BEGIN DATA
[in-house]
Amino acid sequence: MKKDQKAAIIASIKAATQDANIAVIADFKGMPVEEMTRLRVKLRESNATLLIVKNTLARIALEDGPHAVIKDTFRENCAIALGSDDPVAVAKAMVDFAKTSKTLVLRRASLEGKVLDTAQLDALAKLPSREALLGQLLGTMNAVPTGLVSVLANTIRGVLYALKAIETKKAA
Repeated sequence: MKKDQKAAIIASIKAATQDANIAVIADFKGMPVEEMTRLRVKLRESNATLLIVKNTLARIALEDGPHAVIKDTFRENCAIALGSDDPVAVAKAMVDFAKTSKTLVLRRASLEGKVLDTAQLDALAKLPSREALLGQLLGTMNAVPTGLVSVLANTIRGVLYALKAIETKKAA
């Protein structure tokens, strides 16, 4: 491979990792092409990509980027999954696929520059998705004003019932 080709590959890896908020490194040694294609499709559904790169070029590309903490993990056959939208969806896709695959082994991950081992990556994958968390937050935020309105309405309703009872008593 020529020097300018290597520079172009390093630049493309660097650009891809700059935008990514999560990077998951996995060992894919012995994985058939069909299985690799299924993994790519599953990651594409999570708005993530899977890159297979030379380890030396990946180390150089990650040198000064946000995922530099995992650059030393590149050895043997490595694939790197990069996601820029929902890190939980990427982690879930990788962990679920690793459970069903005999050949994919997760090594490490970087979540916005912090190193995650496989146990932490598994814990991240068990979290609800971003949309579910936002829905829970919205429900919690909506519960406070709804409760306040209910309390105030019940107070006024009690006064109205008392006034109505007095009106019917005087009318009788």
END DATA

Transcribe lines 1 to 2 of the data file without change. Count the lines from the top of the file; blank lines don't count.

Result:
[in-house]
Amino acid sequence: MKKDQKAAIIASIKAATQDANIAVIADFKGMPVEEMTRLRVKLRESNATLLIVKNTLARIALEDGPHAVIKDTFRENCAIALGSDDPVAVAKAMVDFAKTSKTLVLRRASLEGKVLDTAQLDALAKLPSREALLGQLLGTMNAVPTGLVSVLANTIRGVLYALKAIETKKAA